Have you ever noticed the tiny little voice in your head, the one who’s unceasingly narrating your life as it unfolds? Perhaps your teacher compliments how well you complete the homework in front of the whole class. Then, the voice inside your head said, “The teacher is just being nice. My essay is not perfect. I mean, she’s a teacher, so she’s just doing her job, right?” Maybe your inner narrator keeps telling you to do more and be more. It tells you that what you are doing right now is not enough. Being mature means you can breathe and tell yourself that where you are at and what you are doing is enough. You trust that you are doing the best you can to cope, and it’s enough. You are enough.
- You manage your emotions instead of being controlled by them.
When your emotions are running high, have you ever uttered something awful that later makes you regretful? Or maybe you are met with a genuinely disheartening experience, but you repress and suppress your sadness because you want to look strong to other people. Indeed, sometimes when you feel so overwhelmed, you cannot control your emotions like you control your room heater by setting the dial in your thermostat. However, you can learn to manage your emotion. One sign of maturity is when you do not immediately offload your emotion. You learn to identify it, sit with it, and accept it. When you are mature, you are able channel your emotion in a constructive over destructive way.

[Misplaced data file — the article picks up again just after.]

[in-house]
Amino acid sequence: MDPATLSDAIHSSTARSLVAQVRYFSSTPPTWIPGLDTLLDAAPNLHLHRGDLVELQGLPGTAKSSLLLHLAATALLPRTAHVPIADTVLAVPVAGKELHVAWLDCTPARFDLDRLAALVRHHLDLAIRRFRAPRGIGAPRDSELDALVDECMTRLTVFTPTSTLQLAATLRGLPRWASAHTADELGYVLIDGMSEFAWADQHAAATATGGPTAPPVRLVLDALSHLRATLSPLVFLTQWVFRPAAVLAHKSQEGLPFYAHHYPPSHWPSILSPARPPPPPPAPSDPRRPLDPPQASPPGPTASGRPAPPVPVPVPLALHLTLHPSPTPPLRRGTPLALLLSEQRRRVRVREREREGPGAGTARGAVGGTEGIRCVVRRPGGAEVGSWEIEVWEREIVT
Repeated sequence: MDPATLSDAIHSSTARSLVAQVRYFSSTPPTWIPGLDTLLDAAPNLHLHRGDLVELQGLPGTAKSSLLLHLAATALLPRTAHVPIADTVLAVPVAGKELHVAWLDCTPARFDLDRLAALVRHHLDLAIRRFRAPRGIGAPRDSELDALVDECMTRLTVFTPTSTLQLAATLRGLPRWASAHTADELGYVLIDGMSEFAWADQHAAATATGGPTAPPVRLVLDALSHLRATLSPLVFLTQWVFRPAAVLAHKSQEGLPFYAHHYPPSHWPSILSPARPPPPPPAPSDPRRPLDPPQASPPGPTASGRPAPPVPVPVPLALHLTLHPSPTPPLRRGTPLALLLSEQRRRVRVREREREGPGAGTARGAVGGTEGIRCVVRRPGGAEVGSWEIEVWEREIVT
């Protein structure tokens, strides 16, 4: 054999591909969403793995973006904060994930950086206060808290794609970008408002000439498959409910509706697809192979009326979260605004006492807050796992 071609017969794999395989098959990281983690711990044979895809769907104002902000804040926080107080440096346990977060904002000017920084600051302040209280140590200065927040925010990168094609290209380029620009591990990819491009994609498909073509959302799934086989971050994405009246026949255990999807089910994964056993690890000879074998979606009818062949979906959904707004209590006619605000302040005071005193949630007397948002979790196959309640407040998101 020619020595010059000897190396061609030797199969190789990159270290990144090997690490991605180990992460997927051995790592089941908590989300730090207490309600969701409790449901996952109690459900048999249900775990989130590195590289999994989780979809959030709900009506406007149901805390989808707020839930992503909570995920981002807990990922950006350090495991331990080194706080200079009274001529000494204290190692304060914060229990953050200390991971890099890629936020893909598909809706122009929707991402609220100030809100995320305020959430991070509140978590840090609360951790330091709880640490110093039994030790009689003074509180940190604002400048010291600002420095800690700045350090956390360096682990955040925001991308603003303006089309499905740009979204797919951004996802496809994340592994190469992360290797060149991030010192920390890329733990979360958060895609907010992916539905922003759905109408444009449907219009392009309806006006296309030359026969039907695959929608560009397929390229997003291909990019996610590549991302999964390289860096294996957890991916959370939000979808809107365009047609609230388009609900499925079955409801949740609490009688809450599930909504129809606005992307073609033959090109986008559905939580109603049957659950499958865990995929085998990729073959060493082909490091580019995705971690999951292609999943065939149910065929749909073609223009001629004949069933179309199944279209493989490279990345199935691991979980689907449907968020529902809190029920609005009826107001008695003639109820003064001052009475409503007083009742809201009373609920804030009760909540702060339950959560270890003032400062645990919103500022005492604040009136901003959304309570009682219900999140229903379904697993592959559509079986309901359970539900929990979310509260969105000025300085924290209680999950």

Age isn’t a measure of maturity – it’s built through experience. It is the ability to respond, cope, and reason appropriately for the situation. Occasionally, we all exhibit knee-jerk reactions and childish behaviours—even people who are considered wise beyond their years or who are patient and discerning slip up occasionally.
Maturity is a lifelong process. Despite reaching adulthood, someone or situation can bring out the adolescent within us, and we say or do things that we later regret. Therefore, it is important not to beat yourself up but instead continue to practice maturity in everything you do.
Coller, Nancy. (2017). How to quiet the little voice in your head. Psychology Today. Retrieved March 29, 2022, from https://www.psychologytoday.com/gb/blog/inviting-monkey-tea/201710/how-quiet-the-little-voice-in-your-head
Martin, Sharon (2019, May 31). What is self-love and why is it so important? Psych Central. Retrieved March 28, 2022, from https://psychcentral.com/blog/imperfect/2019/05/what-is-self-love-and-why-is-it-so-important#Putting-self-love-into-practice
Raypole, C. (2020, April 28). How to control your emotions: 11 strategies to try. Healthline. Retrieved March 29, 2022, from https://www.healthline.com/health/how-to-control-your-emotions#read-the-room